Breaking Down The Stereotypes Of Black Men Finding Love

While Black people are seeing more representation in media, there may be some growing pains when it comes to the portrayal of Black love. Some even challenge how Black men are depicted in relationships.

Sources say Black men are stereotyped in two ways when it comes to romantic relationships:

"The media often portrays [Black men] as hypersexual dogs that lack self-control. They’re reduced to simply being “free-spirited” and thirsty beings, eager to plant their seeds and mark their territory among several vulnerable, desperate, man-sharing women while shirking responsibility," Shantell E. Jamison wrote for Ebony.

The second depiction is, "any Black men are not viable marriage mates because their financial struggles will not allow them to provide for a wife and children," Armon Perry said on The Conversation.

Perry, who is a professor of social work at the University of Louisville, said he spent nearly two decades reviewing studies on Black men and families. Over the course of his research, he found that researchers have examined the lives of low-income Black men and their struggles to find love rather than those from various backgrounds.

"I have found that the near-exclusive focus on low-income Black men in research related to the family skews perceptions of these men," Perry wrote. "It also limits the public’s knowledge of them and the meanings they attach to their romantic relationships. And this perception can be used to perpetuate negative stereotypes that frame them as dangerous and predatory."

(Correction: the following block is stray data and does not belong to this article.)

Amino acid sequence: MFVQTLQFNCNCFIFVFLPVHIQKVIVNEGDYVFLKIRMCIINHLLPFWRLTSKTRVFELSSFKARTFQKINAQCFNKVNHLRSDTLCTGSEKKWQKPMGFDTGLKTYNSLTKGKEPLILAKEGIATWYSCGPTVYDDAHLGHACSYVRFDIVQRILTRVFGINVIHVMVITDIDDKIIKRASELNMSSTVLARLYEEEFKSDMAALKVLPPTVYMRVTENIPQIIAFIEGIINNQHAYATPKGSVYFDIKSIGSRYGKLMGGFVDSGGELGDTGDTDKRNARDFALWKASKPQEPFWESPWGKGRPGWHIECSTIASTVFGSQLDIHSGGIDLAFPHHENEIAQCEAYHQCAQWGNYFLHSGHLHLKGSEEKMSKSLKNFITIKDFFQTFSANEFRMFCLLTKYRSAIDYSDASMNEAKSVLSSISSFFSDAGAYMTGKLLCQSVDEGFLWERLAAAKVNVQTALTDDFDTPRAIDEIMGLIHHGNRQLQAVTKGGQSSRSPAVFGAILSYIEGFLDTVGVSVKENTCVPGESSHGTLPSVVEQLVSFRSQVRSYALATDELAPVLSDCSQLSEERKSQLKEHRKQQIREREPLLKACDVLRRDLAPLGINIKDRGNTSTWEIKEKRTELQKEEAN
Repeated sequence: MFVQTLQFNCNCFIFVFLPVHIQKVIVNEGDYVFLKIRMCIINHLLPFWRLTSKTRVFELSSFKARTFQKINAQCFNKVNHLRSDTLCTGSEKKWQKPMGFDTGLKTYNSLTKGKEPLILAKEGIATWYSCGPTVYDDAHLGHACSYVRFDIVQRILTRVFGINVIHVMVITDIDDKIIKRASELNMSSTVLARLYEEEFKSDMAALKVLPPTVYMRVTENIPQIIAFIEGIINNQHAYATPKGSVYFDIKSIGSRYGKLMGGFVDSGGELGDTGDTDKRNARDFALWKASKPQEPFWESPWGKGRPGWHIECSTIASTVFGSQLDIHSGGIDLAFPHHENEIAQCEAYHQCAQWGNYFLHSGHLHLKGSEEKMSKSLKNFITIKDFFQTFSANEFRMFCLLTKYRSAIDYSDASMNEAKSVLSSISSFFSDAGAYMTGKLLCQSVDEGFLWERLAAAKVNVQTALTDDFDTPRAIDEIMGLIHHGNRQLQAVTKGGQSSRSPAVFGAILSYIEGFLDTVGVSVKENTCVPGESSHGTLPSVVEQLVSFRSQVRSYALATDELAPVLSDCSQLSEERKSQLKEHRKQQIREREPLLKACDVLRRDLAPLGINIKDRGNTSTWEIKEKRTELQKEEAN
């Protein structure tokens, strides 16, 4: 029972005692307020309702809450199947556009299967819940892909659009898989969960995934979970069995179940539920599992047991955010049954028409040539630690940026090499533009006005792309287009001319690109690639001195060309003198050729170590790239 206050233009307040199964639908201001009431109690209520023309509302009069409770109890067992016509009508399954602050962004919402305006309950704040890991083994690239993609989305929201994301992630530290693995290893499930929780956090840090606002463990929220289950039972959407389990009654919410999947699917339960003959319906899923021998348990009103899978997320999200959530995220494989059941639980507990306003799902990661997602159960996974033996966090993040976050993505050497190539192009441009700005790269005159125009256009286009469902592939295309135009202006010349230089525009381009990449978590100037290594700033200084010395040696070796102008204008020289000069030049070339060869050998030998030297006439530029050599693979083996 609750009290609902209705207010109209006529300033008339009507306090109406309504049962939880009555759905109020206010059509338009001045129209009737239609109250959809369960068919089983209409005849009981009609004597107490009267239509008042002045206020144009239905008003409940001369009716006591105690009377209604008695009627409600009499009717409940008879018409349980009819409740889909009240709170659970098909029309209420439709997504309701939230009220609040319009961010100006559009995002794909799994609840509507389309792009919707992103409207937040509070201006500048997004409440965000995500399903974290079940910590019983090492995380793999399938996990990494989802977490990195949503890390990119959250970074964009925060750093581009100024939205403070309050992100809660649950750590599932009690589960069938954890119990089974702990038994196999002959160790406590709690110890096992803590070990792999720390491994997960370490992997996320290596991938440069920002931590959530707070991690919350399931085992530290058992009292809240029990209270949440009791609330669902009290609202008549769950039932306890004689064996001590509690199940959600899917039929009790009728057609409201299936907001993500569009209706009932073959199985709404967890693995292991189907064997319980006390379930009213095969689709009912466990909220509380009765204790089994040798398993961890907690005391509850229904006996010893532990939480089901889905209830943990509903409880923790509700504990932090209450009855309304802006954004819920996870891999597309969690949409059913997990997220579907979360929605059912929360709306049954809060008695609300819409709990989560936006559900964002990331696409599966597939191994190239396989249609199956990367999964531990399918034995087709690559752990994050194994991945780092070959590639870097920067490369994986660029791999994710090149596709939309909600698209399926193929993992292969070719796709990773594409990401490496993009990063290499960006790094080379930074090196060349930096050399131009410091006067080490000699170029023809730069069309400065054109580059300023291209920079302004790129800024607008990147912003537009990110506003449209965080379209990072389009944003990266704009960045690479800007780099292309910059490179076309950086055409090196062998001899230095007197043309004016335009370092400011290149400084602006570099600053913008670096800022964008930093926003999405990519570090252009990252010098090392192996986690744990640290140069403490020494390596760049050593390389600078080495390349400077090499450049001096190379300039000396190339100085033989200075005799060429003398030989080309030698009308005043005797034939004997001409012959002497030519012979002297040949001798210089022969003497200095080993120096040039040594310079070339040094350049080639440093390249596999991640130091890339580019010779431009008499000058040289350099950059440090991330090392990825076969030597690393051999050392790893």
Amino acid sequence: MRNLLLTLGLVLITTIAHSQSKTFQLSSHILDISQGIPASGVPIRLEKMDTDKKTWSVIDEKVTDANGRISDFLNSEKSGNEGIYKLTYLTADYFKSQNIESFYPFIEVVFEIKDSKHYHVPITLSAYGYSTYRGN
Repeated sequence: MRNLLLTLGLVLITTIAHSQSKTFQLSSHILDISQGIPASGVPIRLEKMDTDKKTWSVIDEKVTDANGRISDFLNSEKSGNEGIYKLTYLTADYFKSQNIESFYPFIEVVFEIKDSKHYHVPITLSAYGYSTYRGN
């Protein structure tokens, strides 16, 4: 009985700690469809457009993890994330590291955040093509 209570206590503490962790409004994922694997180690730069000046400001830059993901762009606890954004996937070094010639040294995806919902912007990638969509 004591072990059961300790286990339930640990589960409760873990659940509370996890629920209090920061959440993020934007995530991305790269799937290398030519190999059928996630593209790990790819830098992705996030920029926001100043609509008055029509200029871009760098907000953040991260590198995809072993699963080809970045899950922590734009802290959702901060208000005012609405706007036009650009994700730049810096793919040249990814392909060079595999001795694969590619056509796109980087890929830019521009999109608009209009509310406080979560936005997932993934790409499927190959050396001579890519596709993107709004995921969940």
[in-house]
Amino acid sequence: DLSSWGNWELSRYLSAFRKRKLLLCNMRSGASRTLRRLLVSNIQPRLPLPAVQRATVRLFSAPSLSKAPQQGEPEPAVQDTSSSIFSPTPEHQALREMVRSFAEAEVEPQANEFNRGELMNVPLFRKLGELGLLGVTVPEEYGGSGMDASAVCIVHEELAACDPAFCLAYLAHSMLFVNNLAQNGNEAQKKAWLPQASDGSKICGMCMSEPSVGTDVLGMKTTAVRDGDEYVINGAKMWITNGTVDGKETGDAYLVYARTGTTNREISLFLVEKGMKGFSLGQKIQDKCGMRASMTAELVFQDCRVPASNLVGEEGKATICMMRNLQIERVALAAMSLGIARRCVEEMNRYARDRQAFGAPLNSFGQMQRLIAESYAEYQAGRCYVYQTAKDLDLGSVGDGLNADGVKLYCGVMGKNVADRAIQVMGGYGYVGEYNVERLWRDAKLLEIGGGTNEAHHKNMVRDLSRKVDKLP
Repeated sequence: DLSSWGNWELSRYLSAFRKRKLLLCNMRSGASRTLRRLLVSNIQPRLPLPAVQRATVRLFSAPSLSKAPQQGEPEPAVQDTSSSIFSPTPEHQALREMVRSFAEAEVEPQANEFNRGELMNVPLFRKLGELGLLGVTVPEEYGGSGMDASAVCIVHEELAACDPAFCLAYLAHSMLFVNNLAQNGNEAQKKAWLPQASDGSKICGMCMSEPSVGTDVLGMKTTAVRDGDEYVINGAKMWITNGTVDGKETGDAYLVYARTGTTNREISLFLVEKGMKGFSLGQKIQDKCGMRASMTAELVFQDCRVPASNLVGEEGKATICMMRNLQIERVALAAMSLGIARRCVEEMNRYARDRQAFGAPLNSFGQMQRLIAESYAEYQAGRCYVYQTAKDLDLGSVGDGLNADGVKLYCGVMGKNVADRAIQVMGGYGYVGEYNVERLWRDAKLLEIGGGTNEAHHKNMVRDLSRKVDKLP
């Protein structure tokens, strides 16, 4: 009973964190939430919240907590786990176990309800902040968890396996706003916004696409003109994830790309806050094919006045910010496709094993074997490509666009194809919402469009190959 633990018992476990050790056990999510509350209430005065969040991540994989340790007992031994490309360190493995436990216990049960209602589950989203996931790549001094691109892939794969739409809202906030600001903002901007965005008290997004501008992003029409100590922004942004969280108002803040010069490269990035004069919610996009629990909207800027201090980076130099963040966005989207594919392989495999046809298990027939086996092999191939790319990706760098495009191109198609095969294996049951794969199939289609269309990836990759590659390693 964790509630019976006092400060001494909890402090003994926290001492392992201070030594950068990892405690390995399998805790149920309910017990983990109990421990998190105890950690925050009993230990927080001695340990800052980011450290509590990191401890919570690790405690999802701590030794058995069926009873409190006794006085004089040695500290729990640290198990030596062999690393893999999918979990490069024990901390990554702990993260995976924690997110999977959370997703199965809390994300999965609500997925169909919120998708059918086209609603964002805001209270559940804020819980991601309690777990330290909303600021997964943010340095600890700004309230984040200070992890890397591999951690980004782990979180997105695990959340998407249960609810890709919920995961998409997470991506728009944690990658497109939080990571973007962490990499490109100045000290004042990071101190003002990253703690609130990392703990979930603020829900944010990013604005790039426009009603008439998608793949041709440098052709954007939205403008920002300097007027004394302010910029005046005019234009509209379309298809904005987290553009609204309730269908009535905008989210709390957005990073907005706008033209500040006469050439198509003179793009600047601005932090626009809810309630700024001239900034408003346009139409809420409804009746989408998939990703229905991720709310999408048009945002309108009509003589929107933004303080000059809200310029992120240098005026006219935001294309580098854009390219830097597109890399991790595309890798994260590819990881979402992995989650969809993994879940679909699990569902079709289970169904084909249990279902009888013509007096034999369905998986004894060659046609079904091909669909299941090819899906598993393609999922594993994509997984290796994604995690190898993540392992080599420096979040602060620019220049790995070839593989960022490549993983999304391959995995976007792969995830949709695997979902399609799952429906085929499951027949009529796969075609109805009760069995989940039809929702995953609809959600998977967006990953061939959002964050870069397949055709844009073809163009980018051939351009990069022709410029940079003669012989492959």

To combat this gap in research, the professor interviewed 33 Black men from Louisville whose backgrounds varied across socioeconomic status, relationship history, age and more. Perry found that these men are looking for companionship and intimacy. Many of them reportedly credit their partners for making them better husbands, fathers and men.

"According to one of the participants, 'I always tell her that I couldn’t have become who I am without her. Meeting the right person, to stand with the right person is probably the most important decision I’ve made in my life,'" Perry wrote.

The men also discussed what made their partners, former and current, stand out to them, and how previous traumas challenge their relationships. Some even said they were haunted by the failures of Black relationships around them, or the lack of model relationships to begin with.

Despite these challenges, the participants demonstrated hope that their relationships will fight against the negative perceptions of Black men and relationships.

“The media portrays us as shiftless and violent and not to be trusted. I think when you see a man with a woman treating her well, a man with his children treating them the way they should be treated, it dispels a lot of what folks see in the media. Just seeing positive men doing what men should do is a good thing,” said one man.

Photo: Getty Images

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